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Wednesday, 7 March 2012

Subtenants - What Happens if Your Landlord Goes Bust?

If you're thinking of taking a sublease, you’d be wise to do some due diligence on the financial health of your prospective landlord.

That’s the advice given by Alexandra Lethbridge in an interesting article published in the Estates Gazette (11 February 2012) (£).

In 2011 I wrote What Happens If Your Landlord Goes Bust? which, as well as looking at landlord insolvency generally, touched on some of the problems that can arise if your landlord is also itself a tenant (so you have a sublease).

Let’s assume for the purposes of this post that the head landlord doesn’t want to forfeit the head lease (which would in turn bring your sublease to an end); after all, it’s unlikely to want to be left with empty premises in the current market, especially in view of the burgeoning liability for empty rates.

If the head landlord wants to preserve the income stream from you, its subtenant, the best outcome for everyone would be for it to negotiate with your immediate landlord’s insolvency practitioners (most likely a liquidator or administrator) for a surrender of the head lease.

If the head lease is surrendered, you will automatically become the direct tenant of the head landlord on the continuing terms of your sublease; so effectively there’s no change, you just have a different, and hopefully more solvent, landlord.

Things can become more complicated if the head lease is not surrendered.

If your landlord has gone into liquidation, then the liquidator has the power to disclaim the head lease as “onerous property”.

Disclaimer is not the same as surrender.

If the head lease is disclaimed, your interest in the property is not brought to an end, but your sublease itself no longer governs the terms of your occupation (so effectively your sublease no longer exists).

What does that mean?

In practice, it means that the only way you can remain in the premises and avoid forfeiture is by paying the rent reserved by the head lease and complying with the covenants set out in the head lease, even if they are more onerous than the ones that were in your sublease.

But it doesn’t mean you become the tenant under the head lease.

This situation is hard to analyse as it amounts to an unusual hybrid.

In her article, Alexandra explains that the head lease remains in existence “to the extent necessary to support the subtenant’s occupation”; so rather than having a continuation of the sublease, you have instead a collection of assignable property rights in the disclaimed head lease.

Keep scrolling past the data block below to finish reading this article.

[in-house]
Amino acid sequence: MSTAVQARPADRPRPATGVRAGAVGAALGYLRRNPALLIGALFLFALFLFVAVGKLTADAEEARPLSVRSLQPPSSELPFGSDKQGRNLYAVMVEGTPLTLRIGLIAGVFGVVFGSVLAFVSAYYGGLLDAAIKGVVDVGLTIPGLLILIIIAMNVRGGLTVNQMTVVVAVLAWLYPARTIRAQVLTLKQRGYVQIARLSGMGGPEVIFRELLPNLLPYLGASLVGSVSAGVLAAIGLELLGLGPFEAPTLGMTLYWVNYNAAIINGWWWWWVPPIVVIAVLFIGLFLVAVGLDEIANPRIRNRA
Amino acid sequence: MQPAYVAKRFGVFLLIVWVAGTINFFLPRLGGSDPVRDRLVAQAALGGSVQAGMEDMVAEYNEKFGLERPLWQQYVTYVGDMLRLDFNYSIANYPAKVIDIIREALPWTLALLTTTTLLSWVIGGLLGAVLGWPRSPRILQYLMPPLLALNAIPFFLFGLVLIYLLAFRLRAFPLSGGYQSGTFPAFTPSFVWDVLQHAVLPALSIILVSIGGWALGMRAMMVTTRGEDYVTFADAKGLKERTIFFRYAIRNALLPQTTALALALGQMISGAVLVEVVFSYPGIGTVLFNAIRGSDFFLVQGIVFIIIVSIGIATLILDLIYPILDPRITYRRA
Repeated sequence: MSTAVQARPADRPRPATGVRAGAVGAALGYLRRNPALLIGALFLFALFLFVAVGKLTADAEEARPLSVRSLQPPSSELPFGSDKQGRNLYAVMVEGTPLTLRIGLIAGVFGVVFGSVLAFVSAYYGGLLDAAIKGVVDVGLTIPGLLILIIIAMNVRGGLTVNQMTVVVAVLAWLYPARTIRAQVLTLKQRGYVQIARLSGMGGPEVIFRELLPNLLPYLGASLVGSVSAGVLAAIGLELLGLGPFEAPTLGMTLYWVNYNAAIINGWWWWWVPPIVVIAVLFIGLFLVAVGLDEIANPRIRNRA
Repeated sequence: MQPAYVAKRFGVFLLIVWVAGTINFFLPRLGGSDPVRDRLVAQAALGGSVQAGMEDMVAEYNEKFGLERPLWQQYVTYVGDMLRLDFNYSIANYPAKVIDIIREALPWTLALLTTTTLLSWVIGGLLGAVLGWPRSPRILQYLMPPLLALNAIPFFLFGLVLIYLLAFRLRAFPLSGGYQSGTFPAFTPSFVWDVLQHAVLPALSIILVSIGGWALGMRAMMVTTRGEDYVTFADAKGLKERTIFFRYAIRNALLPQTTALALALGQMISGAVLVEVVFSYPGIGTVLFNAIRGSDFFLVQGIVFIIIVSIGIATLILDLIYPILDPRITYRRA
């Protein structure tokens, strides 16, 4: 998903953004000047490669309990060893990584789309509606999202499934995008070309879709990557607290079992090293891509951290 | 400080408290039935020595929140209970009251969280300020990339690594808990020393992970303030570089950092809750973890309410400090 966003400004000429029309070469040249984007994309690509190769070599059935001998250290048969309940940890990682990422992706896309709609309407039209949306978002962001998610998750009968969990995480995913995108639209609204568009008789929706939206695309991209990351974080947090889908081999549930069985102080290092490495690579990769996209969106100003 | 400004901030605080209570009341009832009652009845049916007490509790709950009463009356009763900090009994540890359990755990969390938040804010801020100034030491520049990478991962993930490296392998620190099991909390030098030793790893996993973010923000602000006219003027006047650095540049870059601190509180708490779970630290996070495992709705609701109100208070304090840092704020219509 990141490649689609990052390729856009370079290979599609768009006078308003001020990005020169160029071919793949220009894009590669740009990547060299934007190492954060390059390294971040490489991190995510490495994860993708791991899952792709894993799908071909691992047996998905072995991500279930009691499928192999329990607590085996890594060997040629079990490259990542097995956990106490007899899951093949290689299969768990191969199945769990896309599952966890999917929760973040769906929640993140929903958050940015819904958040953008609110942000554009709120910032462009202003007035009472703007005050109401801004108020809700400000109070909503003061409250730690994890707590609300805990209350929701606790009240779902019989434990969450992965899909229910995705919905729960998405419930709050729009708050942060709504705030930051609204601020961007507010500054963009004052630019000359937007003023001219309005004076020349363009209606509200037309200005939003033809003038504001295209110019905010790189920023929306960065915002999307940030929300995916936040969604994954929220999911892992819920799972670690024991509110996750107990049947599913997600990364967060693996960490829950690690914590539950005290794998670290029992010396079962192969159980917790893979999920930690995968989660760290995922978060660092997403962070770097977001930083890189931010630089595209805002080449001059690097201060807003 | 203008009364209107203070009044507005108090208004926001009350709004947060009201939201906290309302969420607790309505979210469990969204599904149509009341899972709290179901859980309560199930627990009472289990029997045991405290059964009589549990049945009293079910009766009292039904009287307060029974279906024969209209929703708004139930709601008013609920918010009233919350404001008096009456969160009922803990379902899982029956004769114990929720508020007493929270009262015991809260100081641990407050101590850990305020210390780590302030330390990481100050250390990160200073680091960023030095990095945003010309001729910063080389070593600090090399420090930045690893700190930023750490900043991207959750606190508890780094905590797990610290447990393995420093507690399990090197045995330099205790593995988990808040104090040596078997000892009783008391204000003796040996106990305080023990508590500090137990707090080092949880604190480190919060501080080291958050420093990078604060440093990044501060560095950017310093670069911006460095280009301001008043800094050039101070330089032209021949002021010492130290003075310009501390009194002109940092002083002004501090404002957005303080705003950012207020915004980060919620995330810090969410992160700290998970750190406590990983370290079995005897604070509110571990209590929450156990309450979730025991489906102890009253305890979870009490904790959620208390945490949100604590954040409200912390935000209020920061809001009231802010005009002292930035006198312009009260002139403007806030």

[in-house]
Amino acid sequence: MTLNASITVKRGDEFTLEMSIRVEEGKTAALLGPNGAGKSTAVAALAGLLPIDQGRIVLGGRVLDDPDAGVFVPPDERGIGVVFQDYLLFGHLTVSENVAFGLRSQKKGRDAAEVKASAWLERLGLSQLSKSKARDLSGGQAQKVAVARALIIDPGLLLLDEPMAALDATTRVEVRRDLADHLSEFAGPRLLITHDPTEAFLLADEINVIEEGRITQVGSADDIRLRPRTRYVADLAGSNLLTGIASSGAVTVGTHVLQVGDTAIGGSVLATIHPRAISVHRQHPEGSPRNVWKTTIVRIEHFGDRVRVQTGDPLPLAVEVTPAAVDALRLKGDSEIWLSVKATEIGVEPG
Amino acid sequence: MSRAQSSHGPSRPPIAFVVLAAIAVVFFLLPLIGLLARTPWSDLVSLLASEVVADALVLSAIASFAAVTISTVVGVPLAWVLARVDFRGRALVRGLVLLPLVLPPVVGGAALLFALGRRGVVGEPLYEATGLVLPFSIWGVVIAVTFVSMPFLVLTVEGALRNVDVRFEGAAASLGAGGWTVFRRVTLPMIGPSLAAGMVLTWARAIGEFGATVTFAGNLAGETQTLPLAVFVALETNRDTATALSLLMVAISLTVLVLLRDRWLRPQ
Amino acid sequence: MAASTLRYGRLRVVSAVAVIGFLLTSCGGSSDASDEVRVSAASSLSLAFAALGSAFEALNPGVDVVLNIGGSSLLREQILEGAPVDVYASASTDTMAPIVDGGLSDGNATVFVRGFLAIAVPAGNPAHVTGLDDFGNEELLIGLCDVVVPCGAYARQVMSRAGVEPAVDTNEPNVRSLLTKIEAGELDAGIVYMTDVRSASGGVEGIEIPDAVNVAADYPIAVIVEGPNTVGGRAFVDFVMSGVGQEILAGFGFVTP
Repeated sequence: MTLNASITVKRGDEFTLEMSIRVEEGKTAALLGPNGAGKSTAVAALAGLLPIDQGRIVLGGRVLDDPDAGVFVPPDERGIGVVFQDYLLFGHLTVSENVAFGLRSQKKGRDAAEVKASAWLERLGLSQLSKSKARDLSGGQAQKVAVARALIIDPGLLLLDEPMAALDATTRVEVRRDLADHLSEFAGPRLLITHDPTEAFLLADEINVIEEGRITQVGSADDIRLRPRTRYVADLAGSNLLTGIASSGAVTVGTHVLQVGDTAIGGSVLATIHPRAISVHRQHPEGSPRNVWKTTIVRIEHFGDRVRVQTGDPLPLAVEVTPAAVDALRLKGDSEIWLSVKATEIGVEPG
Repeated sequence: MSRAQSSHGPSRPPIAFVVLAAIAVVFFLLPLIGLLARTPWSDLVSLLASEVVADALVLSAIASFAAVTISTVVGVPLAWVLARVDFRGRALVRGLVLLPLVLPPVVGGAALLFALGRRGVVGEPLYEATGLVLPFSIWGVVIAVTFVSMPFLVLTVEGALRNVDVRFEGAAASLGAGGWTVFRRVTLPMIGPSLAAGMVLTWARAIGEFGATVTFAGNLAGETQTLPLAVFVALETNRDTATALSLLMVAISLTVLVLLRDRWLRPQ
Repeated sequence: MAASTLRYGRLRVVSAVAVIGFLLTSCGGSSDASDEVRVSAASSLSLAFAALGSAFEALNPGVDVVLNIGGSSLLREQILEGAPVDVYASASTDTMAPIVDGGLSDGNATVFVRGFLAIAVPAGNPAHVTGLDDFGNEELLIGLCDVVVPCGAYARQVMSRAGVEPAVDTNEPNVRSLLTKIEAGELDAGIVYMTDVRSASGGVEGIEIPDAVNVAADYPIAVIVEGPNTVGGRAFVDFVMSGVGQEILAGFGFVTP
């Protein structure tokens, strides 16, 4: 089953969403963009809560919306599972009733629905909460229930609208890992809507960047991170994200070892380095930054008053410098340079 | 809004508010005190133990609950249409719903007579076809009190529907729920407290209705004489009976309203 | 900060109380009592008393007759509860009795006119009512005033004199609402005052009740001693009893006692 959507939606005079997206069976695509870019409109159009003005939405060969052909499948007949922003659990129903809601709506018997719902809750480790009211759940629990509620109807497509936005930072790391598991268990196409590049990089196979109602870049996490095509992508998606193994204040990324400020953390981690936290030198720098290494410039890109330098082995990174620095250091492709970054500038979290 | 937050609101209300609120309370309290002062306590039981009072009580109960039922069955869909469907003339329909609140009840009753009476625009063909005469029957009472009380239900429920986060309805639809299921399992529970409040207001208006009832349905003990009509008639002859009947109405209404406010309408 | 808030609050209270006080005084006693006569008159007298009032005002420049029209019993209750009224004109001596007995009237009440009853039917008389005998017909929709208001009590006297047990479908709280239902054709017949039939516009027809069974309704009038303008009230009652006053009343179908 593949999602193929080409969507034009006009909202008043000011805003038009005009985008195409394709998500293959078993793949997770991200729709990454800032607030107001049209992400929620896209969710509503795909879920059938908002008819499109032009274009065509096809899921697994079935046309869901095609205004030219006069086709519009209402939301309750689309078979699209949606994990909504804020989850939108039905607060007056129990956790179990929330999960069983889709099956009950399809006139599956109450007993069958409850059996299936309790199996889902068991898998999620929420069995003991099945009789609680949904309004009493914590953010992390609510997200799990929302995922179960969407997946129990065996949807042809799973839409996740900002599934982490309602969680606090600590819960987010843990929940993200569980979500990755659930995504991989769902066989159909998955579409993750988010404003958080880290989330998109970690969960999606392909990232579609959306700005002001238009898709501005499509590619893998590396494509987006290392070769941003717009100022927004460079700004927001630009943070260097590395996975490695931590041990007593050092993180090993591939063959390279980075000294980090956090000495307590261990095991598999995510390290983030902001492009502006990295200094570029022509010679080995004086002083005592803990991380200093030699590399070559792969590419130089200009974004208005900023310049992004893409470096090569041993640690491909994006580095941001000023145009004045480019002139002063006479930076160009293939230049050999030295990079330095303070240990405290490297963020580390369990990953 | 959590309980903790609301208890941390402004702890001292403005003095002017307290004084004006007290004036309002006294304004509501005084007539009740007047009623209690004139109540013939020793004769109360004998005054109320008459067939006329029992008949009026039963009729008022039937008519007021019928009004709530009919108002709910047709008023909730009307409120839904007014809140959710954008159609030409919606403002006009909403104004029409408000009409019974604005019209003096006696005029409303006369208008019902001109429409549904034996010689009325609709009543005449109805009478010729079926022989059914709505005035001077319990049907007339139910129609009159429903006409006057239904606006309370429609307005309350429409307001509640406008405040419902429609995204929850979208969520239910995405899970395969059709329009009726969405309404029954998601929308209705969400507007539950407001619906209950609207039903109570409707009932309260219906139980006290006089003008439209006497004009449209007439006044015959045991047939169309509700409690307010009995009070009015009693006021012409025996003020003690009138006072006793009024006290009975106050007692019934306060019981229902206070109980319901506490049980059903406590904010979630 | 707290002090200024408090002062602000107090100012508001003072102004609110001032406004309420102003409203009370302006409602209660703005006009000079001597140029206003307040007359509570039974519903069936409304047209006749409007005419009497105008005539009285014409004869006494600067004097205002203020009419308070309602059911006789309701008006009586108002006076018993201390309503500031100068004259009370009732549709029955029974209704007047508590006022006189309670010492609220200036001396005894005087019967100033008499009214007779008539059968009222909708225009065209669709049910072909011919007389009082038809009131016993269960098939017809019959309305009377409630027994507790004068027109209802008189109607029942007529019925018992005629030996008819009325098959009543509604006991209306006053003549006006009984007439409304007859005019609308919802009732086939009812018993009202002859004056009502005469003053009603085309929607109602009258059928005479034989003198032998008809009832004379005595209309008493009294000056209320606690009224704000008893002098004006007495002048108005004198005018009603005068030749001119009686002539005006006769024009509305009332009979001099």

You might be able to apply to the court for a vesting order vesting the head lease in you (the rules are quite complex).

That would result in a lease that was properly enforceable between the parties and would at least clarify the situation legally.

The downside is that the new lease would be on the same terms as the head lease, not your old sublease, which may not be what you want, especially if you only had a sublease of part of your landlord’s property.

The court unfortunately does not have the power to vary the head lease to make it compatible with your old sublease.

If you decide to do nothing, the head landlord can force the issue by asking you to choose whether you want to have the head lease vested in you, or to be excluded from all interest in the property (which would mean you would have to leave), although whether it takes such a heavy-handed approach will depend on its chances of finding another occupier willing to accept the more onerous terms.

If there are a number of subtenants of different parts of the property, the court has to “weigh up all the circumstances”.

What that might mean in practice is unclear.

That’s why it makes sense to try and do some financial due diligence on your landlord before you take on a sublease.

It won’t offer any long term guarantees, but it might alert you to an imminent problem.

[For more about subletting premises generally, you might like to see my post from 2011 -  How to Sublet Your Premises.] 

UPDATE 19/2/2013 - The above post is almost a year old, but still seems to be a popular one on this blog - a continuing and troubling sign of the times. If I come across any more recent examples of what can happen when an immediate landlord of a subtenant goes bust, I'll do a follow-up post. If anyone else meanwhile has any examples, I'd be delighted to hear from them.

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